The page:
from patsy import dmatrix import statsmodels.api as sm import statsmodels.formula.api as smf # Generating cubic spline with 3 knots at 25, 40 and 60 transformed_x = dmatrix("bs(train, knots=(25,40,60), degree=3, include_intercept=False)", {"train": train_x},return_type='dataframe') # Fitting Generalised linear model on transformed dataset fit1 = sm.GLM(train_y, transformed_x).fit() # Generating cubic spline with 4 knots transformed_x2 = dmatrix("bs(train, knots=(25,40,50,65),degree =3, include_intercept=False)", {"train": train_x}, return_type='dataframe') # Fitting Generalised linear model on transformed dataset fit2 = sm.GLM(train_y, transformed_x2).fit() # Predictions on both splines pred1 = fit1.predict(dmatrix("bs(valid, knots=(25,40,60), include_intercept=False)", {"valid": valid_x}, return_type='dataframe')) pred2 = fit2.predict(dmatrix("bs(valid, knots=(25,40,50,65),degree =3, include_intercept=False)", {"valid": valid_x}, return_type='dataframe')) # Calculating RMSE values rms1 = sqrt(mean_squared_error(valid_y, pred1)) print(rms1) -> 39.4 rms2 = sqrt(mean_squared_error(valid_y, pred2)) print(rms2) -> 39.3 # We will plot the graph for 70 observations only xp = np.linspace(valid_x.min(),valid_x.max(),70) # Make some predictions pred1 = fit1.predict(dmatrix("bs(xp, knots=(25,40,60), include_intercept=False)", {"xp": xp}, return_type='dataframe')) pred2 = fit2.predict(dmatrix("bs(xp, knots=(25,40,50,65),degree =3, include_intercept=False)", {"xp": xp}, return_type='dataframe')) # Plot the splines and error bands plt.scatter(data.age, data.wage, facecolor='None', edgecolor='k', alpha=0.1) plt.plot(xp, pred1, label='Specifying degree =3 with 3 knots') plt.plot(xp, pred2, color='r', label='Specifying degree =3 with 4 knots') plt.legend() plt.xlim(15,85) plt.ylim(0,350) plt.xlabel('age') plt.ylabel('wage') plt.show()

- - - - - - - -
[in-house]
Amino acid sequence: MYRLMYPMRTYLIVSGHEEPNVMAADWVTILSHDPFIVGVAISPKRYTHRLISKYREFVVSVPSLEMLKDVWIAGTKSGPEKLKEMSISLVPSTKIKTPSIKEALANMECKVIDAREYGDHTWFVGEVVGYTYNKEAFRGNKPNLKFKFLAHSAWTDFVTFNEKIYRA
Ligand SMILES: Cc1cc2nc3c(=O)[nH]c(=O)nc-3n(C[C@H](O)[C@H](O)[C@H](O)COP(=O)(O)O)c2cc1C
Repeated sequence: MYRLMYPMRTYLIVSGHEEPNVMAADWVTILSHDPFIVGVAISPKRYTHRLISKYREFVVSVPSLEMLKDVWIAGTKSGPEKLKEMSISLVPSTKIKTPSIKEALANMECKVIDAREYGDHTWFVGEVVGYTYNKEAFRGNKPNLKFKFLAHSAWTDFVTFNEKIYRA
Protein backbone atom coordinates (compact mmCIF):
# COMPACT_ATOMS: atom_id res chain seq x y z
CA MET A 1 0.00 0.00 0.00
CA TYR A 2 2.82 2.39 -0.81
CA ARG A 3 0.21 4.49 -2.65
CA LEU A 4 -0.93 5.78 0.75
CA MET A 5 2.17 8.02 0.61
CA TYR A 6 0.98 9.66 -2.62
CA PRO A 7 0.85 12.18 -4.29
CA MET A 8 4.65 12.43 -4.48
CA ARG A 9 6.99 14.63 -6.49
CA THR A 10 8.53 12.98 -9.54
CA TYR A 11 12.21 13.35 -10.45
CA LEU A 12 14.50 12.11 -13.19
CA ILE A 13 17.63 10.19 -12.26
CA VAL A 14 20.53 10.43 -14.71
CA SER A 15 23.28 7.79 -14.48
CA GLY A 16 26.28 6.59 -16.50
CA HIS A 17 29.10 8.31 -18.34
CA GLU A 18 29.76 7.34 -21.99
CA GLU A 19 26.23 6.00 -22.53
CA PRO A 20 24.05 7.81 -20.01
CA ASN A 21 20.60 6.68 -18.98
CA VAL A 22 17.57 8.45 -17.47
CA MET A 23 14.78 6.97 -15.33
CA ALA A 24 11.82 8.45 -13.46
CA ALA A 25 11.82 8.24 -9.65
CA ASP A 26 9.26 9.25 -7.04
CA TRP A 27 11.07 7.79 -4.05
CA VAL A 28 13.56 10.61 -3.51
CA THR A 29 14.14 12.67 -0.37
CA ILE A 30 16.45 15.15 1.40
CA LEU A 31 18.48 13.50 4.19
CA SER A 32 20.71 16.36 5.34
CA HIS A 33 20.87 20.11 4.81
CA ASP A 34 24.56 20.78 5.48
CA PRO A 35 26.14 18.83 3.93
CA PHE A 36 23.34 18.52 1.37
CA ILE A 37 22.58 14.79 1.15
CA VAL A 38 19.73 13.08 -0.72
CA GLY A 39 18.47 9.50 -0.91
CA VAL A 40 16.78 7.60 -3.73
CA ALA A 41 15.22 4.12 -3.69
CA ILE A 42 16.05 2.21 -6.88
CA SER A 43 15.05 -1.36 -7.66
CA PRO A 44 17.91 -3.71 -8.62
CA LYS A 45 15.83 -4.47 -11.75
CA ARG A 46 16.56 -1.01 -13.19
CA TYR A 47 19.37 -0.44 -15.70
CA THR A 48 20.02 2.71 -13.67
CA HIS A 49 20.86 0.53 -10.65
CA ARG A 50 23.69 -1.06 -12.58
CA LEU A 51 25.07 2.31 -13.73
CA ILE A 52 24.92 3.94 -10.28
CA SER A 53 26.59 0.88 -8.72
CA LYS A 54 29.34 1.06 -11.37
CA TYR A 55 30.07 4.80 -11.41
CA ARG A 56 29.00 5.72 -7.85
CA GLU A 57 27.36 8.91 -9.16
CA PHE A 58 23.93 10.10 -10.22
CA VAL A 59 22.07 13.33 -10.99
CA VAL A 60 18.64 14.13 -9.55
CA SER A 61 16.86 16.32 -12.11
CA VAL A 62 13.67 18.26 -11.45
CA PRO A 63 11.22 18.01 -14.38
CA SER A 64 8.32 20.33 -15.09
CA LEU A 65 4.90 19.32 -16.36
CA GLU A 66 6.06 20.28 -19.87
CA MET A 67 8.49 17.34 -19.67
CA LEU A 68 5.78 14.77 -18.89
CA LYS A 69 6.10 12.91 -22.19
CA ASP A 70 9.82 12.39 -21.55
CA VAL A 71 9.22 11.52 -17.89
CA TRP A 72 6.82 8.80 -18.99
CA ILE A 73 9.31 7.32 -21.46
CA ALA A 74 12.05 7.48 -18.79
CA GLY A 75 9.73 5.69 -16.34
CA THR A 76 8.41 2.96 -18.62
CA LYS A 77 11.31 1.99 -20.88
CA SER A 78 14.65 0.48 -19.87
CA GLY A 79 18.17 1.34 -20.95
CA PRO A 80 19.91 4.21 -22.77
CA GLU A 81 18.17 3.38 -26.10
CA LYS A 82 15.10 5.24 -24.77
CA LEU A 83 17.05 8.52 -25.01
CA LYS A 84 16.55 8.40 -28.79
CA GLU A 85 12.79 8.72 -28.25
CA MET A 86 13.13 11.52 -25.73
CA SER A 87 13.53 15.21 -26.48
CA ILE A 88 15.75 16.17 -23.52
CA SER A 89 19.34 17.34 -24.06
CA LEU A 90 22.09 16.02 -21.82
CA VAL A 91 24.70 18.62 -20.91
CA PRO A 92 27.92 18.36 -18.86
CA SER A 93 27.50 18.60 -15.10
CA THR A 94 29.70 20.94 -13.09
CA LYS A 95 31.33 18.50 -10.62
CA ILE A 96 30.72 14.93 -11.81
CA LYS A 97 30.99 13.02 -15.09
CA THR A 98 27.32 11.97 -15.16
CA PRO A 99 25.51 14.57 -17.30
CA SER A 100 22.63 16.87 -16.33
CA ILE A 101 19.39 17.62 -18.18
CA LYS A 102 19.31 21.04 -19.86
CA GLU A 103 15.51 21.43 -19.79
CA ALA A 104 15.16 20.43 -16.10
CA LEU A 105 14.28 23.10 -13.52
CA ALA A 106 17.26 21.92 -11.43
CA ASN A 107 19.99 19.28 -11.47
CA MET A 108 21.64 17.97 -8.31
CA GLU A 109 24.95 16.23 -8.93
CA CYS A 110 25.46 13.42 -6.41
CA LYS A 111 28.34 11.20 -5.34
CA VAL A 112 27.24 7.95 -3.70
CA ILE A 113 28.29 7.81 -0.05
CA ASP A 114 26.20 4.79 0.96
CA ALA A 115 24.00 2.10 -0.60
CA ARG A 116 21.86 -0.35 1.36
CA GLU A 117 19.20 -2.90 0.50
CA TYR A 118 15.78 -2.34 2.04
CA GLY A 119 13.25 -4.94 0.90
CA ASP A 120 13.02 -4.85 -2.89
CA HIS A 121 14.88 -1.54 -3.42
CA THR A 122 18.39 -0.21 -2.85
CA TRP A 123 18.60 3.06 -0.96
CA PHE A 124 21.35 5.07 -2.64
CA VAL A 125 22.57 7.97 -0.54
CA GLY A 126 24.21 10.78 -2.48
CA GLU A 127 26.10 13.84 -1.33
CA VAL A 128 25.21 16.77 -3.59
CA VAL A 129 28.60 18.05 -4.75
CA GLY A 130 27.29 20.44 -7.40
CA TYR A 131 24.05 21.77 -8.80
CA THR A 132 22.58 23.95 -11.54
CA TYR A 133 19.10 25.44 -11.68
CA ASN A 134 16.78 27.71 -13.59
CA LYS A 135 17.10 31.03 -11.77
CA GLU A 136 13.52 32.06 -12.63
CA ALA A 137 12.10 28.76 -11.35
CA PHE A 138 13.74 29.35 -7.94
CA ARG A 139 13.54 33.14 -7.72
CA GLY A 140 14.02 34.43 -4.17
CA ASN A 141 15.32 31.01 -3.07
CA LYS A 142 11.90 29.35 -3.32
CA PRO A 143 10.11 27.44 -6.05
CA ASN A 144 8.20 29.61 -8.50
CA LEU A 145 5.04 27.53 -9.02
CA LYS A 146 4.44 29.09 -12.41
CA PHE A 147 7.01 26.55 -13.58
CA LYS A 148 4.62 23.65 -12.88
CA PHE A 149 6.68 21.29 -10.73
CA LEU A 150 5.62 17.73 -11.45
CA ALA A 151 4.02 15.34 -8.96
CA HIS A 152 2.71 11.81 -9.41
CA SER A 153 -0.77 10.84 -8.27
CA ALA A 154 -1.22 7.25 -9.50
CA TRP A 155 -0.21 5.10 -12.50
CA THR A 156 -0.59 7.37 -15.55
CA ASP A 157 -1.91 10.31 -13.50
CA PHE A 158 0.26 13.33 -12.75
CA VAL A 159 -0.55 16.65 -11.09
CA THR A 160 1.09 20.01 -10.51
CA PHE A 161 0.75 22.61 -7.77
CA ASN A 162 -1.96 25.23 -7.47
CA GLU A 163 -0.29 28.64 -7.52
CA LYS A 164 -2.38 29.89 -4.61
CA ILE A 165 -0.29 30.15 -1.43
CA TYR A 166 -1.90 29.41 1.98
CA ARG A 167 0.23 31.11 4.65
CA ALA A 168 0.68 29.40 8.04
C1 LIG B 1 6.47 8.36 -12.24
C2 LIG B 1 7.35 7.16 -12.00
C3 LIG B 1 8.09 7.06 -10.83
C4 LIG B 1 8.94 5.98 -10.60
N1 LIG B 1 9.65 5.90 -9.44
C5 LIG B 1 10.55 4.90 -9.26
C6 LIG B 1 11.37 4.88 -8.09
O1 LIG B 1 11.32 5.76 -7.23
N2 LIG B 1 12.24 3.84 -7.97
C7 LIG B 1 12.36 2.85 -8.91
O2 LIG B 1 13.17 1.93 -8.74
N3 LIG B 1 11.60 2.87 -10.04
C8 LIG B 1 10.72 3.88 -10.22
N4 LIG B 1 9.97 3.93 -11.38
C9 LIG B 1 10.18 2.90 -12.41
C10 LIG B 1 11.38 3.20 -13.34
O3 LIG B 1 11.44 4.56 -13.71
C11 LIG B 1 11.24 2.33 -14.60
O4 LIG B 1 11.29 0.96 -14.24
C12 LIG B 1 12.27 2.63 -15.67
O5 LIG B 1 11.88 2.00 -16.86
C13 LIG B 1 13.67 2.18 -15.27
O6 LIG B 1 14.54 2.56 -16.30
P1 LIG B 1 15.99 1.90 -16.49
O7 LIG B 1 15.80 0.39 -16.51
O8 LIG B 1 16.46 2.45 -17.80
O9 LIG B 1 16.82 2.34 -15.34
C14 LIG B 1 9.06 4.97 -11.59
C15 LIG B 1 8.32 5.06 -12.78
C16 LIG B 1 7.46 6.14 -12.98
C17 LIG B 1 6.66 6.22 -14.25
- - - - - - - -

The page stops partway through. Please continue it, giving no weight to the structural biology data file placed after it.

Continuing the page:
We know that the behavior of polynomials that are fit to the data tends to be erratic near the boundaries. Such variability can be dangerous. These problems are resembled by splines, too. The polynomials fit beyond the boundary knots behave even more wildly than the corresponding global polynomials in that region. **To smooth the polynomial beyond the boundary knots, we will use a special type of spline known as Natural Spline.**

A natural cubic spline adds additional constraints, namely that the function is linear beyond the boundary knots. This constrains the cubic and quadratic parts there to 0, each reducing the degrees of freedom by 2. That’s 2 degrees of freedom at each of the two ends of the curve, reducing *K*+4 to *K*.